• clearly state the purpose (if you need someone to do something or not do anything, say so); and
  • keep it short!

Prevent reminders

If you are planning to answer an email eventually but do not have time to do it right then, simply use email templates to acknowledge that you received the email and add that you will respond later.


Acknowledging that you received an email and noting that you will provide an answer (at some point in time) has a double benefit:

  • it stops reminders and declutters your inbox; and
  • it does wonders for your professional image as long as you keep your promises.

It would be so nice if all your team members automatically let you know when they will reply and then hold to that date.

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Disconnect yourself

As an executive, your input is needed regularly so your teams do not get stuck. However, constant interruptions destroy your ability to focus on anything other than communications. An interesting study by Gloria Mark, a researcher at the University of California, Irvine, indicates that it takes us 23 minutes to get back to productive work after an interruption of just 3 minutes.


The best results are achieved through reaching a middle ground by managing emails several times a day instead of continuously. Outside those windows, turn off all your notifications. When you read your emails, focus on that task alone.

Do not start your day with email

It is very tempting to open your inbox and check a couple of news sites as soon as you wake up or arrive at your desk in the morning. However, that way of starting your work day basically ruins your entire morning. Alternatively, if you start by reviewing actions that you planned for the day and taking an hour and a half to work on those before plunging into your inbox, you can feel like you accomplished something before lunchtime.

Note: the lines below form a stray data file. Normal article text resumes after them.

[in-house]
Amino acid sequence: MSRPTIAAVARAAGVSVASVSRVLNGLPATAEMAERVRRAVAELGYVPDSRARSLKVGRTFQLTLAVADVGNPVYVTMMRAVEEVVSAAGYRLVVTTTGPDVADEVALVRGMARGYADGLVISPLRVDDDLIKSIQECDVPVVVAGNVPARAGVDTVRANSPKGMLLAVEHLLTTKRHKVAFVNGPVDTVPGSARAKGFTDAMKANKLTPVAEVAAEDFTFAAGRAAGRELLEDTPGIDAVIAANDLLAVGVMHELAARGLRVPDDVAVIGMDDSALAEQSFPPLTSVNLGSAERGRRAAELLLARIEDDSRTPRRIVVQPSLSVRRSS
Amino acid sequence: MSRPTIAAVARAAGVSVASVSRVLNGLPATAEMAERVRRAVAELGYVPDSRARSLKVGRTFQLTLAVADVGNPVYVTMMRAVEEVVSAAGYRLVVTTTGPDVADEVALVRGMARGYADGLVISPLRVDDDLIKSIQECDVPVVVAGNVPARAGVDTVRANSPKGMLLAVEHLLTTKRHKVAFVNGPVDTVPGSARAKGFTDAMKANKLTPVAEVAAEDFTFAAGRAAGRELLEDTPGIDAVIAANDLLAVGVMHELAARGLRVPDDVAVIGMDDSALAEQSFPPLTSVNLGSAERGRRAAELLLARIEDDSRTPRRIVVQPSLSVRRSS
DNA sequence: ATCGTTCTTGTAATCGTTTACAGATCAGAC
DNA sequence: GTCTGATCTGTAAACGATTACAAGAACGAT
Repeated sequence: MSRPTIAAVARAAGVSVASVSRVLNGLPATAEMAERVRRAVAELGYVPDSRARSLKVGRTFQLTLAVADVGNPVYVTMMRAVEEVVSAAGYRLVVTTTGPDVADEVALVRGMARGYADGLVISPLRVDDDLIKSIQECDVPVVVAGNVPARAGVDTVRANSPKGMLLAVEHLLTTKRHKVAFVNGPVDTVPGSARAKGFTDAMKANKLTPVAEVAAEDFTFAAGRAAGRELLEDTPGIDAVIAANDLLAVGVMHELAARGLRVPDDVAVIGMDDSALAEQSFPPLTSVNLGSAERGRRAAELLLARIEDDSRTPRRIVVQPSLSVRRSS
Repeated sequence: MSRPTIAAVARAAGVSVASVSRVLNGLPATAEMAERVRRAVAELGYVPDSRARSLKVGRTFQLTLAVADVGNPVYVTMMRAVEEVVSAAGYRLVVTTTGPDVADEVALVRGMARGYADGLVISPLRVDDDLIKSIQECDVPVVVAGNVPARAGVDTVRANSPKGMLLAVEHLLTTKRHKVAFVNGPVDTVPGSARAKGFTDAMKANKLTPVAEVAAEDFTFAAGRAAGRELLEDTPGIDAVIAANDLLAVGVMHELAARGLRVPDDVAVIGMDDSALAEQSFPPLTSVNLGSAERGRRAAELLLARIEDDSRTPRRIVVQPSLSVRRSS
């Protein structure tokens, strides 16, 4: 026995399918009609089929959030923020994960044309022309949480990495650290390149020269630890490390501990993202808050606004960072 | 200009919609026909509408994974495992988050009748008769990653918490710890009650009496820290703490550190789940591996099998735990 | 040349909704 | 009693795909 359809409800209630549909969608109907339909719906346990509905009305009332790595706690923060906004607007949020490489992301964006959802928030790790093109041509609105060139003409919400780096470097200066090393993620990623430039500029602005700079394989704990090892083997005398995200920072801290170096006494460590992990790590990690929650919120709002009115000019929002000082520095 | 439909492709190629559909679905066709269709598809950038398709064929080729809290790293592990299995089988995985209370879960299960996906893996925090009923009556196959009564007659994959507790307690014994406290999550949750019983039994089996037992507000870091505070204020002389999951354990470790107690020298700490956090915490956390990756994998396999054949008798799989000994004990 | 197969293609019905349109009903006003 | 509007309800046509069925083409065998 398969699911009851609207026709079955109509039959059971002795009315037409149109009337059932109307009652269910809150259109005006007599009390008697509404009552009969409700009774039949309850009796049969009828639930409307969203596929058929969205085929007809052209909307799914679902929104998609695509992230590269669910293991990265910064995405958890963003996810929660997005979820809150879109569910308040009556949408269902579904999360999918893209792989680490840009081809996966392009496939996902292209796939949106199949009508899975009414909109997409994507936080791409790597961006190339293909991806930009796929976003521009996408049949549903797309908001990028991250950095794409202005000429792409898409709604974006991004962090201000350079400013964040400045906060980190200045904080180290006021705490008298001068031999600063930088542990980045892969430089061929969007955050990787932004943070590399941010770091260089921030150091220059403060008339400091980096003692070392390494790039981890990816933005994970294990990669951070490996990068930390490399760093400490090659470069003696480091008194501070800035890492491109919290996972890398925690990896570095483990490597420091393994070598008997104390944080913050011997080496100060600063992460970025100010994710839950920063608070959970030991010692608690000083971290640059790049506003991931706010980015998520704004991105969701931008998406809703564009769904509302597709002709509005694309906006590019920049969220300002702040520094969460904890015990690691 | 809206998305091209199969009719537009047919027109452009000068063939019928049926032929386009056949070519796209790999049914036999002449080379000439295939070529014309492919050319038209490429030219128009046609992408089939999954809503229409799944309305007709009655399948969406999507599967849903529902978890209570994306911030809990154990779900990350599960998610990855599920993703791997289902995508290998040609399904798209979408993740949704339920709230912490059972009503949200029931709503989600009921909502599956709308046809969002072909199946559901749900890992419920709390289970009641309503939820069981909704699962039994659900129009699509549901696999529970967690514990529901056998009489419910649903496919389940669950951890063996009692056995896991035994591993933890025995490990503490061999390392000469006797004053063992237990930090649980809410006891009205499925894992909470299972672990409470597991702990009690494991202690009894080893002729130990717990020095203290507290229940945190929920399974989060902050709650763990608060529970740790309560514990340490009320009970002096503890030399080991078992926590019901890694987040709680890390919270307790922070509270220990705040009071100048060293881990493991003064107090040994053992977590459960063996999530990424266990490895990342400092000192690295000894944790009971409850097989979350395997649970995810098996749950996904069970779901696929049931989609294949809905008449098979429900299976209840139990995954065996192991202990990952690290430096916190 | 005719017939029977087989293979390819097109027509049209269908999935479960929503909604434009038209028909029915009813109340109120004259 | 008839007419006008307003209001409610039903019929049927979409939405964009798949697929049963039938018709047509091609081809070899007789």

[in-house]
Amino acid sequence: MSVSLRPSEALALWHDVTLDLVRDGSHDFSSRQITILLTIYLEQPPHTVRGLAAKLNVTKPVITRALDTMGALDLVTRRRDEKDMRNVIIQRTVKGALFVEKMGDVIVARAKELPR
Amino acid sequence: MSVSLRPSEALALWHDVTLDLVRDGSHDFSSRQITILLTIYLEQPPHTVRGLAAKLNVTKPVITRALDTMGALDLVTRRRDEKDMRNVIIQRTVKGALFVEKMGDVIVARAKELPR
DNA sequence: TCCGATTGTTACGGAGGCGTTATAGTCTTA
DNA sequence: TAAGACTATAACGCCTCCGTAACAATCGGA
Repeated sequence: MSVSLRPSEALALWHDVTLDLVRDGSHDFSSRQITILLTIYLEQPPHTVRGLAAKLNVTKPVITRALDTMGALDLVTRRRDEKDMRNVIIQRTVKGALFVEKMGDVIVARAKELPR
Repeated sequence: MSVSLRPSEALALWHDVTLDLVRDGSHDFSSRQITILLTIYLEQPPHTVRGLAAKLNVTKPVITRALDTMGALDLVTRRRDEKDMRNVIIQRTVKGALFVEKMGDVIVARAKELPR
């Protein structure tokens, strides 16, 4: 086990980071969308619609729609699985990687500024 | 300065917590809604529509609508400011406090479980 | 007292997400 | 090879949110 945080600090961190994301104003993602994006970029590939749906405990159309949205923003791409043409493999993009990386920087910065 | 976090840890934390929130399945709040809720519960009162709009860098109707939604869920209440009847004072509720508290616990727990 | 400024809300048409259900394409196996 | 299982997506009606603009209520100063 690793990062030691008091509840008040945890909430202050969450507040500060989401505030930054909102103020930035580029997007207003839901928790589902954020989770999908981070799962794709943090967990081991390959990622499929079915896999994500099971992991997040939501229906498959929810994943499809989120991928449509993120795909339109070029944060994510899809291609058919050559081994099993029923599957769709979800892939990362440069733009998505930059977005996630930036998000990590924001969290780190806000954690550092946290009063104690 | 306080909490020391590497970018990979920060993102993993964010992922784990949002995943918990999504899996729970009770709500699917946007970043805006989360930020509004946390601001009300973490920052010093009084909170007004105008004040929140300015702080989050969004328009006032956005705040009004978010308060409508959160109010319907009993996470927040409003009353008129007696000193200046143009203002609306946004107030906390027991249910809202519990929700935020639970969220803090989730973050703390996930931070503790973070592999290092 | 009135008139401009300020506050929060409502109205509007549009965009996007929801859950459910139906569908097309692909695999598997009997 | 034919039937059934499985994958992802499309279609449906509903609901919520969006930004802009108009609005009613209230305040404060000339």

This method does take some strong nerves because we can get stressed out about emergencies. In most cases, emergencies do not happen everyday, and your co-workers can survive experiencing a one-hour delay before getting a response.

As an additional benefit of the above time-management practice, your team members will start communicating better and will talk with you ahead of time to get timely feedback.

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Use filters, Unroll.me, and other email-management tools

A wide variety of tools on the market today focus on email account management. Depending on how you work, some might be more useful to you than others. Here are a couple of suggestions for tools that are easy to use and free:

  • Automatic filters are included in most inboxes. These help capture and archive emails before they clutter up your inbox.